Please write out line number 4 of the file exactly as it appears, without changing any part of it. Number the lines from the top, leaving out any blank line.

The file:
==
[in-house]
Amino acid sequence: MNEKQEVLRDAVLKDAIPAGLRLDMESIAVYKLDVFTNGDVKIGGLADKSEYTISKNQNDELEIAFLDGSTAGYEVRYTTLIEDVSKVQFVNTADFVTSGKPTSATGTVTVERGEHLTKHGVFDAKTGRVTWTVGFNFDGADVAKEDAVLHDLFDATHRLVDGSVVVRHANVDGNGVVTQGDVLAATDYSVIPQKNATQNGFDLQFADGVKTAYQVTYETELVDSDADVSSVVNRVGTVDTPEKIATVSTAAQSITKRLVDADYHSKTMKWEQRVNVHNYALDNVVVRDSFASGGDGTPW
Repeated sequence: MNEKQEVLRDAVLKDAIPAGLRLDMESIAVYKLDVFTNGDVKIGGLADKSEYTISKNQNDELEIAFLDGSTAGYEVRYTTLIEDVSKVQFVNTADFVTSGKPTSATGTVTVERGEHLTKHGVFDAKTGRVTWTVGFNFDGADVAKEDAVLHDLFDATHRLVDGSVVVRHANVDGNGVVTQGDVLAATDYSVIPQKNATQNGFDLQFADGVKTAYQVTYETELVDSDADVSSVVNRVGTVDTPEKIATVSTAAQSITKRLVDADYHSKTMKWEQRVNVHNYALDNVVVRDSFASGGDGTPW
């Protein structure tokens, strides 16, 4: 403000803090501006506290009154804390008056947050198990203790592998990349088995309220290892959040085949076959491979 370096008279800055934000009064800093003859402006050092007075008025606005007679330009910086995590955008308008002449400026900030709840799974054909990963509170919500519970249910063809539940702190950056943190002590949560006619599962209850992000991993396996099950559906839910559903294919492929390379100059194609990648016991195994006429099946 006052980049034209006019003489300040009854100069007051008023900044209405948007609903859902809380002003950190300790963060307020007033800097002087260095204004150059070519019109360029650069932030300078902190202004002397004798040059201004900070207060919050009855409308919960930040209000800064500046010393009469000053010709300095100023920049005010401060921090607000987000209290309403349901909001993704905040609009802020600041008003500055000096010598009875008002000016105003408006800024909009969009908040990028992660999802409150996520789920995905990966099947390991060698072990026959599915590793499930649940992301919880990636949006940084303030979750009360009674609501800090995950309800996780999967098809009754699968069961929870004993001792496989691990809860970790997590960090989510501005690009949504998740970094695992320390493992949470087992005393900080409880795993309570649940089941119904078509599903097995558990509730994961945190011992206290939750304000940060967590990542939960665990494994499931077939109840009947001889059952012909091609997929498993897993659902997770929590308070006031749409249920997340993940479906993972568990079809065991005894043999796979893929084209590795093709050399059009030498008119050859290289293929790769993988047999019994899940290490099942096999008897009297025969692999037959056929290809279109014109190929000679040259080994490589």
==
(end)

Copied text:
């Protein structure tokens, strides 16, 4: 403000803090501006506290009154804390008056947050198990203790592998990349088995309220290892959040085949076959491979 370096008279800055934000009064800093003859402006050092007075008025606005007679330009910086995590955008308008002449400026900030709840799974054909990963509170919500519970249910063809539940702190950056943190002590949560006619599962209850992000991993396996099950559906839910559903294919492929390379100059194609990648016991195994006429099946 006052980049034209006019003489300040009854100069007051008023900044209405948007609903859902809380002003950190300790963060307020007033800097002087260095204004150059070519019109360029650069932030300078902190202004002397004798040059201004900070207060919050009855409308919960930040209000800064500046010393009469000053010709300095100023920049005010401060921090607000987000209290309403349901909001993704905040609009802020600041008003500055000096010598009875008002000016105003408006800024909009969009908040990028992660999802409150996520789920995905990966099947390991060698072990026959599915590793499930649940992301919880990636949006940084303030979750009360009674609501800090995950309800996780999967098809009754699968069961929870004993001792496989691990809860970790997590960090989510501005690009949504998740970094695992320390493992949470087992005393900080409880795993309570649940089941119904078509599903097995558990509730994961945190011992206290939750304000940060967590990542939960665990494994499931077939109840009947001889059952012909091609997929498993897993659902997770929590308070006031749409249920997340993940479906993972568990079809065991005894043999796979893929084209590795093709050399059009030498008119050859290289293929790769993988047999019994899940290490099942096999008897009297025969692999037959056929290809279109014109190929000679040259080994490589």